DOUGLAS HOLTZ-EAKIN: It's mind-boggling. I never contemplated this. I can remember the quaint days when I was being yelled at because we had a $400 billion deficit now and I was the CBO director. Doesn't look so bad right now.
ZARROLI: There was a time when that kind of deficit spending would have raised alarms in Washington. In 2013, when the U.S. economy was still recovering from the Great Recession, Senate Majority Leader Mitch McConnell told CBS that deficit spending was the single biggest threat to the country.
(SOUNDBITE OF CBS BROADCAST)
MITCH MCCONNELL: We now have a debt of $16.4 trillion. That's as big as our economy. That alone makes us look a lot like Greece. We have an incredible spending addiction.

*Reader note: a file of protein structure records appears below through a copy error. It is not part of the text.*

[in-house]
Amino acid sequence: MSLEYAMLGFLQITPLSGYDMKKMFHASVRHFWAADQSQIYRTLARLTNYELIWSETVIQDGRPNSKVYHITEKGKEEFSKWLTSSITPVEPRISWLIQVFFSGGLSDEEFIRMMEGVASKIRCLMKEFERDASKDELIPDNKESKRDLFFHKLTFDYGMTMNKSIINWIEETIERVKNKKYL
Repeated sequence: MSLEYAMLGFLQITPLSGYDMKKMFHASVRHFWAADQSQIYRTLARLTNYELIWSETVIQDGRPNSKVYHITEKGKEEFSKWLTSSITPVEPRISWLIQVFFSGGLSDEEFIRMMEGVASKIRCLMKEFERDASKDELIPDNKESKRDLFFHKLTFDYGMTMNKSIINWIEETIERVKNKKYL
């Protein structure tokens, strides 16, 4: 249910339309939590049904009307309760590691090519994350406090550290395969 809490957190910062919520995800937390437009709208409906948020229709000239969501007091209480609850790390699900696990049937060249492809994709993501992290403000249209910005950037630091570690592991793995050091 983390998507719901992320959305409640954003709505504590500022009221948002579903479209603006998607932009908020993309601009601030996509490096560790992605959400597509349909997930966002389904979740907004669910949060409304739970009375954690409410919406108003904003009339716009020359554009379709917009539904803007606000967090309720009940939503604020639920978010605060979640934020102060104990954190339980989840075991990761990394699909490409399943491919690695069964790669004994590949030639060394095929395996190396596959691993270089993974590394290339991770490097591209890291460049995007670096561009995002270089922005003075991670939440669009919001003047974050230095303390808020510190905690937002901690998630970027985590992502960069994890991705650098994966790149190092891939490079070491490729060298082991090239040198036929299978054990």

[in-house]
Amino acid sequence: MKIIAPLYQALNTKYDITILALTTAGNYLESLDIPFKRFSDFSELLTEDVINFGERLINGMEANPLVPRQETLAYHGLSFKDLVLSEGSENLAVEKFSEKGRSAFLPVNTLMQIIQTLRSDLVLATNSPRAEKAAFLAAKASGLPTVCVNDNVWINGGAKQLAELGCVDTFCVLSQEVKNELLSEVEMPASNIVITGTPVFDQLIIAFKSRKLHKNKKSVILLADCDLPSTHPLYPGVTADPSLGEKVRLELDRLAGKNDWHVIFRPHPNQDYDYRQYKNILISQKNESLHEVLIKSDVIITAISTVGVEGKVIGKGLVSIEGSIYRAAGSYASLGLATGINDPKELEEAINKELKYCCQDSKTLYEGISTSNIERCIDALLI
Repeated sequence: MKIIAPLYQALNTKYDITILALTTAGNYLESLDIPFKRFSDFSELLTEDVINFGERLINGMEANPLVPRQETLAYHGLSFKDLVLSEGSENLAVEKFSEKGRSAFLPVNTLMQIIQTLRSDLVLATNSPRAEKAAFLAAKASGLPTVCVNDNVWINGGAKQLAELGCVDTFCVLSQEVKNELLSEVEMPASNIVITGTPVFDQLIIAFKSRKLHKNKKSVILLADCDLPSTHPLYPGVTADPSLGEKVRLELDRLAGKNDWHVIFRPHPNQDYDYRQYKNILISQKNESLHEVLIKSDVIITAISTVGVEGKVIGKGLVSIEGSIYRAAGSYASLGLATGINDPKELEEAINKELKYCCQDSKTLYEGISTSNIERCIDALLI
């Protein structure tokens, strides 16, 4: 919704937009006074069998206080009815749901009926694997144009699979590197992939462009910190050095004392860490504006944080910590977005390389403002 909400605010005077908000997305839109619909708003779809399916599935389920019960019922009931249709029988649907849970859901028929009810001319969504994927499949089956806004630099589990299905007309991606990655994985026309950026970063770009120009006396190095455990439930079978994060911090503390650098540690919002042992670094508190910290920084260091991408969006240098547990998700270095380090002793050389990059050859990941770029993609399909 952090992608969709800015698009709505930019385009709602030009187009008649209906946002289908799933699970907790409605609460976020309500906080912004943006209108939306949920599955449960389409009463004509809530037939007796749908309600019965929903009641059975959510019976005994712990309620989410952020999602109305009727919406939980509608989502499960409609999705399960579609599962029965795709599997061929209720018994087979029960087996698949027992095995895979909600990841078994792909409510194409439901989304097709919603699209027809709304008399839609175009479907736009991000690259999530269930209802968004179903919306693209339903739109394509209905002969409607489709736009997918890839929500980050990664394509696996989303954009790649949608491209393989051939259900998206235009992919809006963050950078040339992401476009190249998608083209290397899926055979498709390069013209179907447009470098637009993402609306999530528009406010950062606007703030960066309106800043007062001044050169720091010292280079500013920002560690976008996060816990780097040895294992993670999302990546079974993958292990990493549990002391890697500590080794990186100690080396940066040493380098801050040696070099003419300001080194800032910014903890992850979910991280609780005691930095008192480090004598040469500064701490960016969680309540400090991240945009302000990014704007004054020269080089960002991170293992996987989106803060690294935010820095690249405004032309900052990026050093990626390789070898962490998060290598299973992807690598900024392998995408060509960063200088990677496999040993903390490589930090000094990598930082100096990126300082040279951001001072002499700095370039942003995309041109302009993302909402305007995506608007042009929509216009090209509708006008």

ZARROLI: But today, total debt owed by the government is almost $24 trillion, and McConnell barely mentions it.
(SOUNDBITE OF ARCHIVED RECORDING)
MCCONNELL: This is no ordinary time. The American people need help, and they need it fast.
ZARROLI: And as for President Trump, he hardly talks about the deficit at all. Part of this is just raw politics, says Dean Baker of the Center for Economic and Policy Research. Politicians only express concern about the deficit when the other party controls the White House. But Baker says there's also been a transformation in the way economists think about deficit spending.
DEAN BAKER: The classic story of why deficits are bad just hasn't panned out.